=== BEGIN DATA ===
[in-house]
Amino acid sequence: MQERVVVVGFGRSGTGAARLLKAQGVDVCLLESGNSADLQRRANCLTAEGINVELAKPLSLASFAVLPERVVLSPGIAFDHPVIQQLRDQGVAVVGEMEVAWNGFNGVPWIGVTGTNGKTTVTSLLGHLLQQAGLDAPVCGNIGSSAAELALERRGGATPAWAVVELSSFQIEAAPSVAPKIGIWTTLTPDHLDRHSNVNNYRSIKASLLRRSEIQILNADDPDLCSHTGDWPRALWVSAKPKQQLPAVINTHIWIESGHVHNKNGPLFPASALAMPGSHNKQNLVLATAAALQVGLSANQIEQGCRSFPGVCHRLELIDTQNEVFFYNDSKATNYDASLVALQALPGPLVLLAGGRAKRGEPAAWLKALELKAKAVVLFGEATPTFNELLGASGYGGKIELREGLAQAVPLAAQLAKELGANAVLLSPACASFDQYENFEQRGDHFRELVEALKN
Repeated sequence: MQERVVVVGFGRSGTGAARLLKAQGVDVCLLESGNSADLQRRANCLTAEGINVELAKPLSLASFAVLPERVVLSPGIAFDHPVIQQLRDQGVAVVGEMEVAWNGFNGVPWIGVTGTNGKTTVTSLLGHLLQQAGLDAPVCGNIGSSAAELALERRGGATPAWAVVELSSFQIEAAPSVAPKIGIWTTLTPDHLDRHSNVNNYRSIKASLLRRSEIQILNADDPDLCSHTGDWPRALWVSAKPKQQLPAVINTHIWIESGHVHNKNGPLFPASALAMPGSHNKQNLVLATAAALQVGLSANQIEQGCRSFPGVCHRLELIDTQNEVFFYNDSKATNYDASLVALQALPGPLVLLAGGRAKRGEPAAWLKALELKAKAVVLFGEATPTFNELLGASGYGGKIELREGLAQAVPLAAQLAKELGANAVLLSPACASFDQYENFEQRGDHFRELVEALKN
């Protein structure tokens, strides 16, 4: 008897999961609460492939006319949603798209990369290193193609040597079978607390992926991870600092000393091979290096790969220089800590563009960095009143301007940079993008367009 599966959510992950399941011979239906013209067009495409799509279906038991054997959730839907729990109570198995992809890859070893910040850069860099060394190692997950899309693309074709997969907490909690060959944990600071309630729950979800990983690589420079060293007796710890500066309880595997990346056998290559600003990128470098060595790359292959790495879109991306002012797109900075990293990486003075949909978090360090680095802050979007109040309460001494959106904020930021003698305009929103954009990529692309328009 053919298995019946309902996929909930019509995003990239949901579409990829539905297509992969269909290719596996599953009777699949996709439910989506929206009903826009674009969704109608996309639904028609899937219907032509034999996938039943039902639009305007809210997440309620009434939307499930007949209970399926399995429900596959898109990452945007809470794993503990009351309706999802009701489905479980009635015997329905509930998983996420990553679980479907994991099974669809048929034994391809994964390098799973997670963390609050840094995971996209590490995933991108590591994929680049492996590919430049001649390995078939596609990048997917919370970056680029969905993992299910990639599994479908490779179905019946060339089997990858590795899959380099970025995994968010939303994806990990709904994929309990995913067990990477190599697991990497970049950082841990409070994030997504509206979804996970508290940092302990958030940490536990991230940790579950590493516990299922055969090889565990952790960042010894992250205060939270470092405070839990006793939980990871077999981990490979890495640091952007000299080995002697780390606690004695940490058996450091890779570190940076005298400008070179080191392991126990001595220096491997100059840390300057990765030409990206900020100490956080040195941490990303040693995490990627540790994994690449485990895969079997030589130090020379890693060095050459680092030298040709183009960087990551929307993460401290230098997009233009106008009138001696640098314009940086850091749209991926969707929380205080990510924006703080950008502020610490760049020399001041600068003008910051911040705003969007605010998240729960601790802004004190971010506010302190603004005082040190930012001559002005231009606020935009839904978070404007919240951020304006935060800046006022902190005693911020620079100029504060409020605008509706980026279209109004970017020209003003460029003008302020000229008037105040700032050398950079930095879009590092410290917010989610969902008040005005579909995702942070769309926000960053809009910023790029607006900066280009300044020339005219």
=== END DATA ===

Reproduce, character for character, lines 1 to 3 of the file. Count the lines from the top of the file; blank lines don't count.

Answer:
[in-house]
Amino acid sequence: MQERVVVVGFGRSGTGAARLLKAQGVDVCLLESGNSADLQRRANCLTAEGINVELAKPLSLASFAVLPERVVLSPGIAFDHPVIQQLRDQGVAVVGEMEVAWNGFNGVPWIGVTGTNGKTTVTSLLGHLLQQAGLDAPVCGNIGSSAAELALERRGGATPAWAVVELSSFQIEAAPSVAPKIGIWTTLTPDHLDRHSNVNNYRSIKASLLRRSEIQILNADDPDLCSHTGDWPRALWVSAKPKQQLPAVINTHIWIESGHVHNKNGPLFPASALAMPGSHNKQNLVLATAAALQVGLSANQIEQGCRSFPGVCHRLELIDTQNEVFFYNDSKATNYDASLVALQALPGPLVLLAGGRAKRGEPAAWLKALELKAKAVVLFGEATPTFNELLGASGYGGKIELREGLAQAVPLAAQLAKELGANAVLLSPACASFDQYENFEQRGDHFRELVEALKN
Repeated sequence: MQERVVVVGFGRSGTGAARLLKAQGVDVCLLESGNSADLQRRANCLTAEGINVELAKPLSLASFAVLPERVVLSPGIAFDHPVIQQLRDQGVAVVGEMEVAWNGFNGVPWIGVTGTNGKTTVTSLLGHLLQQAGLDAPVCGNIGSSAAELALERRGGATPAWAVVELSSFQIEAAPSVAPKIGIWTTLTPDHLDRHSNVNNYRSIKASLLRRSEIQILNADDPDLCSHTGDWPRALWVSAKPKQQLPAVINTHIWIESGHVHNKNGPLFPASALAMPGSHNKQNLVLATAAALQVGLSANQIEQGCRSFPGVCHRLELIDTQNEVFFYNDSKATNYDASLVALQALPGPLVLLAGGRAKRGEPAAWLKALELKAKAVVLFGEATPTFNELLGASGYGGKIELREGLAQAVPLAAQLAKELGANAVLLSPACASFDQYENFEQRGDHFRELVEALKN